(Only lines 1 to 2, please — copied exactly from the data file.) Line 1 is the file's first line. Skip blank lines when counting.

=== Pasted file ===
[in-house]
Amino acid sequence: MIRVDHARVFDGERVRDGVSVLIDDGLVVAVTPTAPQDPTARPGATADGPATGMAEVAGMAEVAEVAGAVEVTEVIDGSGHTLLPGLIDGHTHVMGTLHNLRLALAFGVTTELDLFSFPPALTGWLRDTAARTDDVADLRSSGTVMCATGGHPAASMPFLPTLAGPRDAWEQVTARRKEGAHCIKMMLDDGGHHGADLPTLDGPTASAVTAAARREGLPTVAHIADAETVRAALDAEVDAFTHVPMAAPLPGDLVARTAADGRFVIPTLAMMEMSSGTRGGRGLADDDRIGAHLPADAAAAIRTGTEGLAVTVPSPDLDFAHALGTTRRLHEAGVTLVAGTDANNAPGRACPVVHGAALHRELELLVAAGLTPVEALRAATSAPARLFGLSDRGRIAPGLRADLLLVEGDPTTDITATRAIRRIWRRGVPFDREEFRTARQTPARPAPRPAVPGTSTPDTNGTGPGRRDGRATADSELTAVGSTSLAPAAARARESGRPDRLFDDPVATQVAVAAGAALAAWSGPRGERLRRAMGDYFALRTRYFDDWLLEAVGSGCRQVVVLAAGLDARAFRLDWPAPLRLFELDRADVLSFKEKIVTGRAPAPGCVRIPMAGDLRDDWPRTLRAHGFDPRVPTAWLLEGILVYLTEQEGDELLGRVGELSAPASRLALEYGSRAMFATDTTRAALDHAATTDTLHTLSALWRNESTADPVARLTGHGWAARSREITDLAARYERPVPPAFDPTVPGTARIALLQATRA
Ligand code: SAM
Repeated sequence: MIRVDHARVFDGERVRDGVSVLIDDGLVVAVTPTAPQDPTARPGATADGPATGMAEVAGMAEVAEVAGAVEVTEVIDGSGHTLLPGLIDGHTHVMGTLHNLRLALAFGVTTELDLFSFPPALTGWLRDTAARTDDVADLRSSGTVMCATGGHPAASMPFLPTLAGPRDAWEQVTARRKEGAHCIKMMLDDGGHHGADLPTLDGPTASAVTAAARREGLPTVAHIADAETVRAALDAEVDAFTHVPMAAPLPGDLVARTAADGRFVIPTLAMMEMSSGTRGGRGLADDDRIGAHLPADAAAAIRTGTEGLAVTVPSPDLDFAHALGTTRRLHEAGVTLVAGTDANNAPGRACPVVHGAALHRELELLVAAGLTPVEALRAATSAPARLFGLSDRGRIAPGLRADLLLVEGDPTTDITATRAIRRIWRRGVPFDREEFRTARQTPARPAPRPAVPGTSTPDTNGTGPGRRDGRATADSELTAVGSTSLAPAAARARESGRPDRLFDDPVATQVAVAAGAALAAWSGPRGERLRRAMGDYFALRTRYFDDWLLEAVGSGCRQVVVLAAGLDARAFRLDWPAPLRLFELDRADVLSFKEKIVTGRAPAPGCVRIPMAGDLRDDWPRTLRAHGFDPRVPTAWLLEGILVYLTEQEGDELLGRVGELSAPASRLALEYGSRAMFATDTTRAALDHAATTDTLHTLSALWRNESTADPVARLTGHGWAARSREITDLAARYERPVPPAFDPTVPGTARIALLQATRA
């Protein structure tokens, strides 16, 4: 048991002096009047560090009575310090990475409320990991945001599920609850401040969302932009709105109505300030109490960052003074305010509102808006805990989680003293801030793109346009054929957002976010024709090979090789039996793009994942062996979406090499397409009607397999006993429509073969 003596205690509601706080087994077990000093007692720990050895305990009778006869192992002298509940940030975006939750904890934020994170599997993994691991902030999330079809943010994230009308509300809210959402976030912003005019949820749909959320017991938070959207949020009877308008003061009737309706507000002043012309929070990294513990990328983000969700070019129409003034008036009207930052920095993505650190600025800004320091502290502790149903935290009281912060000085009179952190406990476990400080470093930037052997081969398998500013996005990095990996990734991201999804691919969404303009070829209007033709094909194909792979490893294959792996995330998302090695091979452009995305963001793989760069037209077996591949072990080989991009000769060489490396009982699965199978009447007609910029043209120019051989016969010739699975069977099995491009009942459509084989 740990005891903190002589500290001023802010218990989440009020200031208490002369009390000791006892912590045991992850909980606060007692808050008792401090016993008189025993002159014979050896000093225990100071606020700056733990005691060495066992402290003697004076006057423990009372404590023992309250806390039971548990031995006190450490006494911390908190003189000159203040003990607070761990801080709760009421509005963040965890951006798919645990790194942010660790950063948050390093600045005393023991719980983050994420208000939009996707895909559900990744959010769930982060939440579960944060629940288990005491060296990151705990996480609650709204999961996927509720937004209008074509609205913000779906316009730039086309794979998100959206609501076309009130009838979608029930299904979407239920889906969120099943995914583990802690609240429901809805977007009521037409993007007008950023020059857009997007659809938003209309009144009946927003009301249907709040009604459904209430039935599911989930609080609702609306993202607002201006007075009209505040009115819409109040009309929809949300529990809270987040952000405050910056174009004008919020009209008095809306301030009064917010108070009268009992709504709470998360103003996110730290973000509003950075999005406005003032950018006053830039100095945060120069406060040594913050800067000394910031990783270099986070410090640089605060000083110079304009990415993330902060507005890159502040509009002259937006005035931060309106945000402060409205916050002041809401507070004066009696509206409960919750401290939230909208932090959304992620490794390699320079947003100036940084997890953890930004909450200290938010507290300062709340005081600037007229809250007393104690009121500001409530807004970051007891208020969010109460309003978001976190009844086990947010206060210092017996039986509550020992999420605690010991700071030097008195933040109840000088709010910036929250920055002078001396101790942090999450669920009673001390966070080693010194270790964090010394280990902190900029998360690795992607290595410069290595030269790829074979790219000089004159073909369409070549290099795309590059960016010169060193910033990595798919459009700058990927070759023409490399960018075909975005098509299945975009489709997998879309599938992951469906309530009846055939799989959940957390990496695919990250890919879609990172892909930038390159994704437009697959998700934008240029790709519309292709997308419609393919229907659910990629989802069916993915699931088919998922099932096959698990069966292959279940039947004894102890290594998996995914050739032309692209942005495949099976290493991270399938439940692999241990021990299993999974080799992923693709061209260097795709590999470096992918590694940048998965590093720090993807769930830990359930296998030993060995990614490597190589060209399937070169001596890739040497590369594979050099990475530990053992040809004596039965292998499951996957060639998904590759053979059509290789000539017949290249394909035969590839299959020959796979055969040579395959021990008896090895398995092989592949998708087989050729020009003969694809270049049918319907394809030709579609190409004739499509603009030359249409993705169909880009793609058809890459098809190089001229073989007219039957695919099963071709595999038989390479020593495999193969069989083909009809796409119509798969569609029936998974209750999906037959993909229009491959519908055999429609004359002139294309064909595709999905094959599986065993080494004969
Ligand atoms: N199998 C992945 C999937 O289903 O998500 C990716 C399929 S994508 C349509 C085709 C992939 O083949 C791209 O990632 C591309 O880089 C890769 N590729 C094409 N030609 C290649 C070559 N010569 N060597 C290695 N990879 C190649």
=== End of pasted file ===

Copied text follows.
[in-house]
Amino acid sequence: MIRVDHARVFDGERVRDGVSVLIDDGLVVAVTPTAPQDPTARPGATADGPATGMAEVAGMAEVAEVAGAVEVTEVIDGSGHTLLPGLIDGHTHVMGTLHNLRLALAFGVTTELDLFSFPPALTGWLRDTAARTDDVADLRSSGTVMCATGGHPAASMPFLPTLAGPRDAWEQVTARRKEGAHCIKMMLDDGGHHGADLPTLDGPTASAVTAAARREGLPTVAHIADAETVRAALDAEVDAFTHVPMAAPLPGDLVARTAADGRFVIPTLAMMEMSSGTRGGRGLADDDRIGAHLPADAAAAIRTGTEGLAVTVPSPDLDFAHALGTTRRLHEAGVTLVAGTDANNAPGRACPVVHGAALHRELELLVAAGLTPVEALRAATSAPARLFGLSDRGRIAPGLRADLLLVEGDPTTDITATRAIRRIWRRGVPFDREEFRTARQTPARPAPRPAVPGTSTPDTNGTGPGRRDGRATADSELTAVGSTSLAPAAARARESGRPDRLFDDPVATQVAVAAGAALAAWSGPRGERLRRAMGDYFALRTRYFDDWLLEAVGSGCRQVVVLAAGLDARAFRLDWPAPLRLFELDRADVLSFKEKIVTGRAPAPGCVRIPMAGDLRDDWPRTLRAHGFDPRVPTAWLLEGILVYLTEQEGDELLGRVGELSAPASRLALEYGSRAMFATDTTRAALDHAATTDTLHTLSALWRNESTADPVARLTGHGWAARSREITDLAARYERPVPPAFDPTVPGTARIALLQATRA